Sunday, November 28

Brain training stops chronic pain without medication

Pain Reprocessing Therapy

Robert Klatt

Pain Reprocessing Therapy (PRT) can stop chronic pain in many people without medication.


Boulder (U.S.A.). Back pain is one of the most common diagnoses in which opioids are prescribed as pain relievers rather than light medication. These are potentially addictive substances that have already triggered the so-called opioid crisis in the USA. Medicine is therefore looking for alternative treatment methods for chronic pain that can replace opioids.


Scientists from the University of Colorado have, according to a publication in the journal JAMA Psychiatry A clinical study has now shown that non-drug forms of therapy can also work for chronic pain. For this purpose, the test subjects completed the Pain Reprocessing Therapy (PRT). It is a brain training that teaches the patient to perceive pain signals as less threatening.


Back pain for no physiological reason

151 subjects took part in the study, in whom no physiologically verifiable cause such as joint inflammation or vertebral damage was found for the back pain. As part of the study, these were divided into three groups for four weeks. One group received intensive PRT treatment, the second group received a placebo medication made from saline, and the third group stayed on their previous medication.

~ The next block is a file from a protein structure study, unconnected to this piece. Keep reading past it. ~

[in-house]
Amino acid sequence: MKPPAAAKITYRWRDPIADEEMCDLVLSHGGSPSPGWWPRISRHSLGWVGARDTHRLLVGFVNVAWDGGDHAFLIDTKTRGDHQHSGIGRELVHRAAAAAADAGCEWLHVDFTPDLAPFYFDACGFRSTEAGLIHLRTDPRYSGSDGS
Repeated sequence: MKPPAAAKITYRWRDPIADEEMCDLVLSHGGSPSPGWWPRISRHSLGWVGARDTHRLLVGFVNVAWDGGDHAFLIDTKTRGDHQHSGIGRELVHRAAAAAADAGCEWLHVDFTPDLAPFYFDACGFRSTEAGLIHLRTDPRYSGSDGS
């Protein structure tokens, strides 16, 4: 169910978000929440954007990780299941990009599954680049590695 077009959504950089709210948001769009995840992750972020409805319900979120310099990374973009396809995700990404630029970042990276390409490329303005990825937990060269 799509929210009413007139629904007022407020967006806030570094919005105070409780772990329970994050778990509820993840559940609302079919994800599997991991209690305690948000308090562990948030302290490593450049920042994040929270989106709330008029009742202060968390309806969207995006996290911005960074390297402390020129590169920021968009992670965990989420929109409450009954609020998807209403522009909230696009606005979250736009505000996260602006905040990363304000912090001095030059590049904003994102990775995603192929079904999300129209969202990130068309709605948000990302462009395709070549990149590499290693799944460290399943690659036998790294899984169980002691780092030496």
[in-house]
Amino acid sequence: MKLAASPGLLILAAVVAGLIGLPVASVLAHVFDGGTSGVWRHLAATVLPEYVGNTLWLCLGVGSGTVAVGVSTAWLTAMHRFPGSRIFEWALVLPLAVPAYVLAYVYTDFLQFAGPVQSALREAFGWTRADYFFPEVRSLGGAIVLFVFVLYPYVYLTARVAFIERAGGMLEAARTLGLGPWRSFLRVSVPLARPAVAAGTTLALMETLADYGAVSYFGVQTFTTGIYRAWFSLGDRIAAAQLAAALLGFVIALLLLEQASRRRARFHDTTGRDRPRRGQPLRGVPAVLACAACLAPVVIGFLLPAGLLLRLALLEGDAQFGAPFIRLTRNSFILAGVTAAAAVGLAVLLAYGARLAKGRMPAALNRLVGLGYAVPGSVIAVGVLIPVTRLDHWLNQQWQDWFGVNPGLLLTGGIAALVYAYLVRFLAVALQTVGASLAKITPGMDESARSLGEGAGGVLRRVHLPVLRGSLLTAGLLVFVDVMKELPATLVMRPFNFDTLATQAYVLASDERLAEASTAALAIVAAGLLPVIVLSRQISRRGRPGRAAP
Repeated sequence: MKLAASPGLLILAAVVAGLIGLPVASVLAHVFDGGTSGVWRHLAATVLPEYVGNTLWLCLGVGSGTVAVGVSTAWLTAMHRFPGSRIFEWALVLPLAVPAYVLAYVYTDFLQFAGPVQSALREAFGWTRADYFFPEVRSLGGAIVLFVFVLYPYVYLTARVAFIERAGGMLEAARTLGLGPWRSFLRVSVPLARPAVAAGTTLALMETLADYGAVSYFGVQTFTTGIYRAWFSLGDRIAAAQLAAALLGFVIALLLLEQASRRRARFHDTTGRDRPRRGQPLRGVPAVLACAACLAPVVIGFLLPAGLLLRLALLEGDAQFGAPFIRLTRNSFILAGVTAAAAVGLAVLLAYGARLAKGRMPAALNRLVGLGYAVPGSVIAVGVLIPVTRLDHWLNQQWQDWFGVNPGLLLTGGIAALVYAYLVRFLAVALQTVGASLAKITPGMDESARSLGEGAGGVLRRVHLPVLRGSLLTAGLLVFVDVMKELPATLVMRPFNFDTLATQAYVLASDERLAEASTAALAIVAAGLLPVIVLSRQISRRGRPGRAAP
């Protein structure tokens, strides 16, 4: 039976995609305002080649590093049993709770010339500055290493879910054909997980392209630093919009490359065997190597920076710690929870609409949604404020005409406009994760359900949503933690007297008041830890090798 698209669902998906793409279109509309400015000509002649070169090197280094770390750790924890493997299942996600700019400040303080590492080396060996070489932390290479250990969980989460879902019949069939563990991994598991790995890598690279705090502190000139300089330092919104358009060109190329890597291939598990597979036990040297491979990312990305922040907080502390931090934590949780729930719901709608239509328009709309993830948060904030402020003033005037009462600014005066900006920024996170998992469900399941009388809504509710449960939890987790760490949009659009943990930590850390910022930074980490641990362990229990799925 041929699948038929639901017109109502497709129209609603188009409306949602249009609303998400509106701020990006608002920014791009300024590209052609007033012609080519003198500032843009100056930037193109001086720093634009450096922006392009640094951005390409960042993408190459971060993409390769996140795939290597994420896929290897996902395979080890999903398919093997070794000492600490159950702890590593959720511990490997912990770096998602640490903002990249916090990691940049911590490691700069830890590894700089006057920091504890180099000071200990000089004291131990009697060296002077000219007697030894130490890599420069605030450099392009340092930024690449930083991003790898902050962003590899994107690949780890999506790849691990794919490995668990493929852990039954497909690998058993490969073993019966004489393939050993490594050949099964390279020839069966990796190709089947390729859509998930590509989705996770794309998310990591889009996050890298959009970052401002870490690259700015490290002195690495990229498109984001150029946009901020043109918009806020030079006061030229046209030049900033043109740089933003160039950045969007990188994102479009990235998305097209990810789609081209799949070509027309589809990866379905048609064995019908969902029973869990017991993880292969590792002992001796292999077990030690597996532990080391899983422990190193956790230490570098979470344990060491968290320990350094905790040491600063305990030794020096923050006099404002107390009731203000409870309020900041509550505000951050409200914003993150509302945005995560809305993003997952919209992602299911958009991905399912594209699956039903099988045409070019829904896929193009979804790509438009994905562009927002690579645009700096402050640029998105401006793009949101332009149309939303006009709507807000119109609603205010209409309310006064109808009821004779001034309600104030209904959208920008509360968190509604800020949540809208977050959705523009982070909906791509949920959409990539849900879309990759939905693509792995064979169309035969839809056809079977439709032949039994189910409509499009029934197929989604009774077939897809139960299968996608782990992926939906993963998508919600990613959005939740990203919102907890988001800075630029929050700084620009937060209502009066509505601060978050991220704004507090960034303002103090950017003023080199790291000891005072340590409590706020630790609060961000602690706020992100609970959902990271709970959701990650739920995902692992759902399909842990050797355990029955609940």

Magnetic resonance imaging examines pain reprocessing therapy

The scientists then examined the effects of PRT using fMRI (functional magnetic resonance imaging) scans. They could see that the activity in areas of the brain that deal with pain processing has changed. After four weeks, two thirds of the test subjects stated that they were completely or almost pain-free. In the placebo control group it was only 20 percent, in the third group only ten percent. The positive effect of the PRT was also confirmed after a year in follow-up discussions in which a large part of the PRT group stated that they were still largely pain-free.


JAMA Psychiatry, doi: 10.1001/jamapsychiatry.2021.2669



Reference-www.forschung-und-wissen.de

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